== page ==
Italcorsa / Tarf II by Piero Taruffi


About time, right?

It's difficult to believe that I've been doing this for well over a year and haven't done anything on racer Piero Taruffi. Sure, I did a piece on the OSI Silver Fox, the latest (and sexiest) bisiluro "twin torpedo, a car inspired by Taruffi's exploits. Today, it's time to finally shine very little light onto Taruffi. (There's so much to talk about this exceptional man…read the sources!)

This story is made easier because the car in question was sold by RM Auctions back in 2012, where it sold for €89,600—a screaming good deal, in my mind. I don't usually talk about how much things cost, but what other car from that era driven by Taruffi could you have bought for less? 

As you can imagine, Taruffi would have to have been a bit of a nut to decide to not only compete in top speed and endurance competitions with his bisiluro but to also fit a supercharged Maserati 4-cylinder engine. This car was clocked at an immense 298.507 kph (185.49 mph) in the flying mile, and RM Auctions' description shares how:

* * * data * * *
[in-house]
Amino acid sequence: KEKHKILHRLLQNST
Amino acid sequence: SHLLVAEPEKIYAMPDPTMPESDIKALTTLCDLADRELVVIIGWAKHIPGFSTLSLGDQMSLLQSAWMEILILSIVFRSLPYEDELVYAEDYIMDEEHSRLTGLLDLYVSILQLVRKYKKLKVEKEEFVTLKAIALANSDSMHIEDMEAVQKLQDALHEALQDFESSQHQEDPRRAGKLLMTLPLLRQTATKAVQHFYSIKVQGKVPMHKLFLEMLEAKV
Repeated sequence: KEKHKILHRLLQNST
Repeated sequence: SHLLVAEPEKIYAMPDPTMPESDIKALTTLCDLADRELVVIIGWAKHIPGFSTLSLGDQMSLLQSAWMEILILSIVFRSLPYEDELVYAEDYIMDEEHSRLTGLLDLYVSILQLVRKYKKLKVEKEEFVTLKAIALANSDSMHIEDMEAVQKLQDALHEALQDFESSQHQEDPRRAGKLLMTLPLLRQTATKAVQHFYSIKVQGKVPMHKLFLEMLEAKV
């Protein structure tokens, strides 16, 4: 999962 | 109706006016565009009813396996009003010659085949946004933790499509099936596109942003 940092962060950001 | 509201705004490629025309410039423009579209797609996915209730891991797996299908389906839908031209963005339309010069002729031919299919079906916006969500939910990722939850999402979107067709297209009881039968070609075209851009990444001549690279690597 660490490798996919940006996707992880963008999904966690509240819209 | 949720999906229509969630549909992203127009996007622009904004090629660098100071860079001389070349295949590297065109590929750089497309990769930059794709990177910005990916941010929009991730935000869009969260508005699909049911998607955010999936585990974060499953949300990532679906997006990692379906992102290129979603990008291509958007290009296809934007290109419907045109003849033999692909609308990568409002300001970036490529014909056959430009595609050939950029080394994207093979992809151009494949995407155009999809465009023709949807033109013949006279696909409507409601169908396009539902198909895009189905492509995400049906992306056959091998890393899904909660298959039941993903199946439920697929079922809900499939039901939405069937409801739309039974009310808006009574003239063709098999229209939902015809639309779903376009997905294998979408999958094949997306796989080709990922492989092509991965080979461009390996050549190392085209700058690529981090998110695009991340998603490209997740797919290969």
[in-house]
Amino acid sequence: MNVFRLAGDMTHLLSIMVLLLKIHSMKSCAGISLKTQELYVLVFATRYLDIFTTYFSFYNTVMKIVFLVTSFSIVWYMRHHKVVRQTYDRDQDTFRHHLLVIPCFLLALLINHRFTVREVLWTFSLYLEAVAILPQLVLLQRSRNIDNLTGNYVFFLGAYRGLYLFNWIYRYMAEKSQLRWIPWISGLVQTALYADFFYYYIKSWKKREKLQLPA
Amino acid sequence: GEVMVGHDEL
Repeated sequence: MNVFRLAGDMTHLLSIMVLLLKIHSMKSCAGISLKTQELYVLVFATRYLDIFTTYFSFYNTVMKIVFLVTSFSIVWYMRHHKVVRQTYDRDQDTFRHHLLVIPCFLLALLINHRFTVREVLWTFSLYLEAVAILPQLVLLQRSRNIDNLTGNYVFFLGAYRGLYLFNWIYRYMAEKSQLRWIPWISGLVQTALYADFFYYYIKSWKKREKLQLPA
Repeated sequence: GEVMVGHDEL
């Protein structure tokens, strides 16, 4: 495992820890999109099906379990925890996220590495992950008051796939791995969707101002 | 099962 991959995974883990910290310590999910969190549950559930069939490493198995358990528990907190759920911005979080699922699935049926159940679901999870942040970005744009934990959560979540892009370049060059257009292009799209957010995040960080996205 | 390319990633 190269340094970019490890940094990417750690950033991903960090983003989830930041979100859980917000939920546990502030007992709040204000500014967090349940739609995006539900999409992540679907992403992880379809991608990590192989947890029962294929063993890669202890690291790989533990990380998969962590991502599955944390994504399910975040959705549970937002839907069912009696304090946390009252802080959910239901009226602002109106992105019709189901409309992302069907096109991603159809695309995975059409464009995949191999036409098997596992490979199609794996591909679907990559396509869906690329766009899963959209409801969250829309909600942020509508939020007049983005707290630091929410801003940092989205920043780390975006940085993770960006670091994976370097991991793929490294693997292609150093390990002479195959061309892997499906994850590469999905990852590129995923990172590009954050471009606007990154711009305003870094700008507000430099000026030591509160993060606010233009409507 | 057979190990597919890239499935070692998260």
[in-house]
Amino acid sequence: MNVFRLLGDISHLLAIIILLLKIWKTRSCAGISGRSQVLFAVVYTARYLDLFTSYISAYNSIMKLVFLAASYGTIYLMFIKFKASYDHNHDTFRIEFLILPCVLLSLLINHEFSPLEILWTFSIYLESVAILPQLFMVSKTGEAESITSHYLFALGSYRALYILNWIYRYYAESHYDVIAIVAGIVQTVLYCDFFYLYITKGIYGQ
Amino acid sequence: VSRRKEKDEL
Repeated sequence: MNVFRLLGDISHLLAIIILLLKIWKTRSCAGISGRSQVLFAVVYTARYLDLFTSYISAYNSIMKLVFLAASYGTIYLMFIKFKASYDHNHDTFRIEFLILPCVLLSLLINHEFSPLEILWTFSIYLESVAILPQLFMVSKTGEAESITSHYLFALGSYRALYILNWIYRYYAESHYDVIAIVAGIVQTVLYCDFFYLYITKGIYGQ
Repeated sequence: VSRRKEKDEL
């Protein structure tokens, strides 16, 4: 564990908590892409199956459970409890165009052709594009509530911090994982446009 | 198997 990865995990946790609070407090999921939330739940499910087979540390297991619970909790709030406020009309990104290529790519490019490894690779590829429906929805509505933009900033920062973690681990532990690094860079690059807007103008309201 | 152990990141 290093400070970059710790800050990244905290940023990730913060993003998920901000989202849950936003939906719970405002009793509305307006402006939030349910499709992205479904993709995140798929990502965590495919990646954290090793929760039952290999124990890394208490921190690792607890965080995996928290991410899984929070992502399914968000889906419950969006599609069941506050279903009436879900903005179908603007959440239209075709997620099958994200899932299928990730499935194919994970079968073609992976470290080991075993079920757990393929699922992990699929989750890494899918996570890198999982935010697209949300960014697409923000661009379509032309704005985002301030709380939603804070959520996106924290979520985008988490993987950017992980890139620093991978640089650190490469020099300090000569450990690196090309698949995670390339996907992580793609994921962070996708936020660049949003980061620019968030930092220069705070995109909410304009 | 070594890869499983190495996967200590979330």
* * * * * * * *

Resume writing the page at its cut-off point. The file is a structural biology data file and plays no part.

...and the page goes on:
"…this amazing vehicle was designed by Taruffi and followed “Tarf I”, which set six 500-cc and two 1,500-cc speed records. Its radical “bisiluro”, or twin-boom, design was built in 1951 for the 2,000 cc class. Power was by a 1,720 cc Maserati four-cylinder engine with two-stage supercharging developing 290 bhp. A chain drove the rear axle, and steering was via simple control sticks. Adjustable rudders compensated for prevailing winds."

That's pretty neat, but at the age of 50, Taruffi hung up his racing helmet for good after the two death-marred events in the '50s, the 1955 24 Hours of Le Mans and the 1957 Mille Miglia—a race that Taruffi won, the last competitive Mille Miglia.

Both events would see the lives of innocent spectators sacrificed at the altar of speed, and it was Taruffi who would be an early campaigner for both automotive safety and safer facilities for spectators.

For someone to design and build a vehicle as epic as the Tarf II and still be willing to give it all up because motorsport was becoming exceedingly dangerous? That's something to be applauded.